Madison Stream Team
COLLECTING DATA FOR CONSERVATION
Jack Creek was flowing fast for June 23 as the Madison Stream Team collected stream data.
The Madison Conservation District program collects stream data, such as stream flow, conductivity, pH levels, oxygenation, and observations, for Jack Creek every three weeks, from shortly before runoff to early fall. The volunteer group of field workers rotate between three Madison River tributaries each week – Jack Creek, Moores Creek and South Meadow Creek. More streams are monitored some years, depending on the size of the team.
“At one time, we were up to as many as eight,” Madison Stream Team volunteer David Bricker said. “The West Fork all the way down Warm Creek below the Bear Trap.”
It is Bricker’s 11th season with the Madison Stream Team. He helped shape the community program to what it is today. According to Bricker, the Montana Ranchlands Group tried to foster a volunteer group to monitor Madison River tributaries in the early 2000s. There was a need to update and expand the Montana Department of Environmental Quality’s data on impaired streams.
“Back when it first started the DEQ haven’t even done TMDL (Total Maximum Daily Loads) assessments for the impaired streams,” Bricker said. “We were collecting data on streams where there was no data.”
A TMDL assessment identifies sources of pollution in Montana’s surface waters and determines how much pollution can be sustained while supporting the designated uses. The assessments start the process of finding ways to minimize pollution in those waters while remaining useful to local communities – a more sustainable way of life.
Old mining and agricultural pursuits damaged many of Madison County’s waterways. Some of the old methods of land management that disrupted ecosystems were not known at the time to be harmful, but the science evolved and with it came new knowledge. Conservation efforts have sought to correct the misled past and have produced ground-breaking results.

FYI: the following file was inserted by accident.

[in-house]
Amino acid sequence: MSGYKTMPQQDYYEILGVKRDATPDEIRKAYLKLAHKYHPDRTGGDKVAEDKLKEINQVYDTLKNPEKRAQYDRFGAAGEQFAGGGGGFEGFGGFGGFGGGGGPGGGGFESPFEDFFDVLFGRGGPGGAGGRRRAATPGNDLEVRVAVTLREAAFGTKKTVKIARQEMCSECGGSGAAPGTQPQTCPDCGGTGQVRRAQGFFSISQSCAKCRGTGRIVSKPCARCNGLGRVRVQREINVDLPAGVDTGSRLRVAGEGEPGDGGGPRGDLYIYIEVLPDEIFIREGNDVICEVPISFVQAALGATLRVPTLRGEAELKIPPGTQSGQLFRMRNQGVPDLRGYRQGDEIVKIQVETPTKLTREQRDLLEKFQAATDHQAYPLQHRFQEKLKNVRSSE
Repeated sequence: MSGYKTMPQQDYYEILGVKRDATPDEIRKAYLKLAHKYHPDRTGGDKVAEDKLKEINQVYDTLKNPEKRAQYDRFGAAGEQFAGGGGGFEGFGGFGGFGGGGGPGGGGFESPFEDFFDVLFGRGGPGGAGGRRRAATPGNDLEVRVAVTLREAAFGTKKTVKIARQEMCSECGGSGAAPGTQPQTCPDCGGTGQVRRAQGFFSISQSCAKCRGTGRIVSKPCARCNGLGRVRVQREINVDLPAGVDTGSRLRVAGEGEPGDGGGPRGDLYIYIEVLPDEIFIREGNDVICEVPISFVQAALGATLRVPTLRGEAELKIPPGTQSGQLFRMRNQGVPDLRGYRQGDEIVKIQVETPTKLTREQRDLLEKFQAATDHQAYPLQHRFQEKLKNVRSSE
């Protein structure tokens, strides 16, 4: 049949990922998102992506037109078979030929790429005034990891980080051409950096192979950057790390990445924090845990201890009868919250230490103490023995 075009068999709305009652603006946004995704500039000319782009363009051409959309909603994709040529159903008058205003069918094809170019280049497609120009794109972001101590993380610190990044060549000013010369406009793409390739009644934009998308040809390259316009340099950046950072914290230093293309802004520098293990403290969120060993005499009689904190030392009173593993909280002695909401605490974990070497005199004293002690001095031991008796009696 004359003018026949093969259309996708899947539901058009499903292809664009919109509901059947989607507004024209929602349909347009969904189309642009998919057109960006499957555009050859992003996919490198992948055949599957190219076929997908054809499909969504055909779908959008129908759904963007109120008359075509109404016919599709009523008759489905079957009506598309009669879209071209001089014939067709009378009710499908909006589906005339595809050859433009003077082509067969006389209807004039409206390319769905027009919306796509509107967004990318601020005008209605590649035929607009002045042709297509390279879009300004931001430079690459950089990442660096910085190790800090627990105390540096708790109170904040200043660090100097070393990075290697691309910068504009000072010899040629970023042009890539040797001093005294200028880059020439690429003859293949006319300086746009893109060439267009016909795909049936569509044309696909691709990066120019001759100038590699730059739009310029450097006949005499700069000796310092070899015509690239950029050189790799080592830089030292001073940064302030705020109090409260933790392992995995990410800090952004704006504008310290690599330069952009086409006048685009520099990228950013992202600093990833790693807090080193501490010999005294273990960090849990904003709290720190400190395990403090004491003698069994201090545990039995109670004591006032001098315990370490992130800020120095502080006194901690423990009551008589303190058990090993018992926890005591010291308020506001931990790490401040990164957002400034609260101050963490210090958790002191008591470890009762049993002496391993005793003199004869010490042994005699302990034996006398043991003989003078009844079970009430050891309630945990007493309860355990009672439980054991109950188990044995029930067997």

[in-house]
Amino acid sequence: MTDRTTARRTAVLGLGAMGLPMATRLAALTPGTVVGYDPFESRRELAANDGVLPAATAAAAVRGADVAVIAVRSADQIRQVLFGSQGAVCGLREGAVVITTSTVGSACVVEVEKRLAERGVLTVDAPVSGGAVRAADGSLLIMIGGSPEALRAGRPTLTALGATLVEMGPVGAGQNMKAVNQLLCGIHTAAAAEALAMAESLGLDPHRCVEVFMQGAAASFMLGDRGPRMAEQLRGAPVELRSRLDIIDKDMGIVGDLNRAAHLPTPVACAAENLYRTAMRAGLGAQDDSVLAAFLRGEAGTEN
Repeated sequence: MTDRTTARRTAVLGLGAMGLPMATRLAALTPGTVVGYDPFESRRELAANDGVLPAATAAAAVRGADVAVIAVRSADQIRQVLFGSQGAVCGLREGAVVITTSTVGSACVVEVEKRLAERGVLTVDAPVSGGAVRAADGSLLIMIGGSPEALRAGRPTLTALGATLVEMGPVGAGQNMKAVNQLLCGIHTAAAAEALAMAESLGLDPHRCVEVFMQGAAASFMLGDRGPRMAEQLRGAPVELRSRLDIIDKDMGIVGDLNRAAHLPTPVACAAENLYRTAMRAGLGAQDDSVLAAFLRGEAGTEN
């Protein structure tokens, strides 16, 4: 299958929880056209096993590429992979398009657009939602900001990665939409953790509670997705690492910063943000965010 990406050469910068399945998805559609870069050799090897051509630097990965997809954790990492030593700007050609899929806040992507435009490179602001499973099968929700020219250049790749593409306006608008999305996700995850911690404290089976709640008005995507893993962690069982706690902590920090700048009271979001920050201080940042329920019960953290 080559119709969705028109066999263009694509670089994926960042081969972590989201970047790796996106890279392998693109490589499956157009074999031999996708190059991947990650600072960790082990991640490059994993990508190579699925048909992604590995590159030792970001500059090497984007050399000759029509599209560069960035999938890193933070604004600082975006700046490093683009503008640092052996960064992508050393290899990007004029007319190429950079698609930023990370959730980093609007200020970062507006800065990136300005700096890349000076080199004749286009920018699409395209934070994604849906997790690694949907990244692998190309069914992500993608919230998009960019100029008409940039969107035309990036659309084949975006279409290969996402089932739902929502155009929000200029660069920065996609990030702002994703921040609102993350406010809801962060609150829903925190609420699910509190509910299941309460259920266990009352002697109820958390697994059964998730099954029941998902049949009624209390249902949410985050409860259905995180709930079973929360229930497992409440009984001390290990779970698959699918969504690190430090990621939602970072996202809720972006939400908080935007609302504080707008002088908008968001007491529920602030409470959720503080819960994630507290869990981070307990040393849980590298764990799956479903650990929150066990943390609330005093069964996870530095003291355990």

The Madison Conservation District generates many conservation efforts in the area. The Madison Steam Team volunteers take on a sliver of the process with collecting consistent, accurate data. The program also brings the community into the process.
“It was a way to involve people like me – we’re not scientists – and build a database,” Bricker said.
The program involved Ennis students to monitor Moores Creek a few years ago. According to Bricker, Moores Creek in Ennis is the only Madison River tributary that has a data table level of E. coli. The field work gets people involved and nurtures an interest in science. Most of the members are fly-fisher-folk, who want to help conserve their loved sport and places.
“I mean Lawrence here practically wakes up in his waders,” Madison Conservation District Programs Manager David Laufenberg said.
Lawrence Anderson has been on the Madison Stream Team for six seasons. He brought along his friend, Rick Eggers, to the team two years ago. They enjoy the company and the mission of the program. Gathering data in a cool mountain stream among like-minded people is usually fun work but it is a vital part of ensuring that the Madison River fisheries are healthy.
“I like the idea of having good data,” Bricker said. “The better data you have, the better decisions are made.